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Digital Finance in the EU: drivers, risks, opportunities

Digital finance can be defined as the impact of new technologies on the financial services industry.[1] New technologies have been deeply changing the banking, insurance and finance sectors. Consequently, among other things, digital finance...

New risks deriving from digital financial innovation 

The rapid digital transformation of the financial services sector has been deeply impacting the way consumers interact with financial institutions. The emergence of new financial players, services and products is changing the market structure and reshaping the way transactions are carried out. While technology can foster innovation in the financial sector, it also exacerbates a variety of risks, among which are ones related to money laundering and terrorist financing (ML/TF). These cross-sectoral risks are being increasingly addressed from a regulatory and supervisory point of view at both the international and European levels. 

According to the European Banking Authority’s latest Opinion on ML/TF risks affecting the EU’s financial sector, besides risks related to crypto-assets or the emergence of artificial intelligence and machine learning solutions, there are also ones linked to delivery channels. Several risks have been identified when focusing on the delivery of financial products and services by Fintechs, such as their reliance on outsourced service providers, their exposure to cybercrimes and the provision of cross-border transactions. Improving transaction monitoring and reporting suspicious transactions are essential for an efficient anti-money laundering and countering the financing of terrorism (AML/CFT) framework. 


The potential of data, technology and collaboration 

At the global level, the number of cashless digital payment transactions almost quadrupled between 2010 and 2022, growing from 282 billion to 1.143 billion. Financial institutions are increasingly exposed to numerous types of financial crime. In 2022, 67% of them were exposed to financial crime involving digital payments. It is crucial to considering the cross-border aspect of these transactions as they unfold in interconnected networks involving multiple financial institutions. For this reason, a comprehensive network view of payment data is fundamental to efficiently fight money laundering. In this respect, the Bank for International Settlements (BIS) Innovation Hub Nordic Centre is currently working on Project Aurora, which has recently concluded its proof-of-concept phase. It analyses how money laundering across institutions and borders can be countered using data, technology and collaboration.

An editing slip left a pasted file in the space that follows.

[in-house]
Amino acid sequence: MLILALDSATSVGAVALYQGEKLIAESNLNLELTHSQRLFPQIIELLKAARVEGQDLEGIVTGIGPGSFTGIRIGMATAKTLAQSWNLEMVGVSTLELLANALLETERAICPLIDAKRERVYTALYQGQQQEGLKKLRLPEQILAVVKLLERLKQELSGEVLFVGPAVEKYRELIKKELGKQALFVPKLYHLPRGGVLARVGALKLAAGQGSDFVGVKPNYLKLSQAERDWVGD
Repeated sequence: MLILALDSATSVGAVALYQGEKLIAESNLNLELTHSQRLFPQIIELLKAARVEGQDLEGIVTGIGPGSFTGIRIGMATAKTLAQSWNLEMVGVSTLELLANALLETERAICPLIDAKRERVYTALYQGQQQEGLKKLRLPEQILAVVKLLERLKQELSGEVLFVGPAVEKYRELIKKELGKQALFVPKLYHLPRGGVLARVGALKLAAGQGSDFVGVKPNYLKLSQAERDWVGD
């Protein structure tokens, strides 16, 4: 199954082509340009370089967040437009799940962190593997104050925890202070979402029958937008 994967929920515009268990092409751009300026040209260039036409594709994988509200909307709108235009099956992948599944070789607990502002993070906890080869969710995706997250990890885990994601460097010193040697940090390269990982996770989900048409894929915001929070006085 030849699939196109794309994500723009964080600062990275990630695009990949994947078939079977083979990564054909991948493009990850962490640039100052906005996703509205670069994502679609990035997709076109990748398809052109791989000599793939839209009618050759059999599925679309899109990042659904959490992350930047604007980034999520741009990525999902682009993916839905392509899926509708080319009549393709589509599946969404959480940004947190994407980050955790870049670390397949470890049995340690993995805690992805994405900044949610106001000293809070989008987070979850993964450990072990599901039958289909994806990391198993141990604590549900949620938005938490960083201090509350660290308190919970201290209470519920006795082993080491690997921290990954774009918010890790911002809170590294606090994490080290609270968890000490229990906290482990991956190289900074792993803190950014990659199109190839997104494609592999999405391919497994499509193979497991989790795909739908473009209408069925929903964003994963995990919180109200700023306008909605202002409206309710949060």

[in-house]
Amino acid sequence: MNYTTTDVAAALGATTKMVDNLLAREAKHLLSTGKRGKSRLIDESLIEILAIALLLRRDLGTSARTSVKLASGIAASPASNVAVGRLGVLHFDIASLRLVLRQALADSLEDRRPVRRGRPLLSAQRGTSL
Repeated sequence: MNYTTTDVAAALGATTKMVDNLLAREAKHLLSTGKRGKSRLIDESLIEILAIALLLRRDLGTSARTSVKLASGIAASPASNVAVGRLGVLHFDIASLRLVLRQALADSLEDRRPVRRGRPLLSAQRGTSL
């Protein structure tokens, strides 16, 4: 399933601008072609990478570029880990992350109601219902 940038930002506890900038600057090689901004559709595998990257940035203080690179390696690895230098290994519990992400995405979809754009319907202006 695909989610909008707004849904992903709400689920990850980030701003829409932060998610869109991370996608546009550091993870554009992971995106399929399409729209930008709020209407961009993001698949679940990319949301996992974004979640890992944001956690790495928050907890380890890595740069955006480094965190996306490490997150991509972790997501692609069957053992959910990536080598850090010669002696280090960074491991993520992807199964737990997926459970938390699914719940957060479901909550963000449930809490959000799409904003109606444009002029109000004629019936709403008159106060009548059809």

The project explores how artificial intelligence, machine learning, privacy-enhancing technologies and network analysis can support AML/CFT when applied to payment data in a collaborative analysis and learning (CAL) approach. This approach has proven to be more effective in detecting complex money laundering schemes than the siloed and rule-based approach financial institutions are currently using. The initiative also identifies the challenge of guaranteeing user privacy while protecting payment systems from financial crime. This specific issue is analysed in the BIS Innovation Hub’s Project Herta, which aims to explore how to best identify financial crime patterns while using the lowest set of data points.    

Technology, if well applied, offers opportunities to improve AML/CFT efforts. According to the Financial Action Task Force (FATF), data pooling and collaborative analytics can help financial institutions examine large amounts of data from different sources to identify suspicious patterns and trends more efficiently. Collaboration among financial institutions relies on data sharing, which is decisive in fighting multinational ML/TF schemes and which must comply with existing data protection and privacy requirements. Research is currently being done in the field of privacy-enhancing technologies, as they rely on cryptographic tools that enable different parties to meaningfully interact without disclosing underlying private information to one another. Much work remains to be done in this challenging domain, as protection of data privacy is at the base of an effective AML/CFT framework. 


The new EU Authority 

At the EU level, mitigation of AML/CFT risks is one of the priorities of the EU Digital Finance Strategy. In a joint vote in February 2024 the European Parliament and the Council of the European Union chose Frankfurt, out of nine competing cities, as the seat of the EU Anti-Money Laundering Authority (AMLA). Establishing this authority is the centerpiece of the AML package, a set of legislative proposals aimed at strengthening the efficiency of the EU’s AML/CFT framework. The AMLA will need to stay ahead of emerging technologies and their impact on financial crime while ensuring the compliance of obliged entities with current AML/CFT rules, a challenge that the new authority will have to increasingly deal with.  

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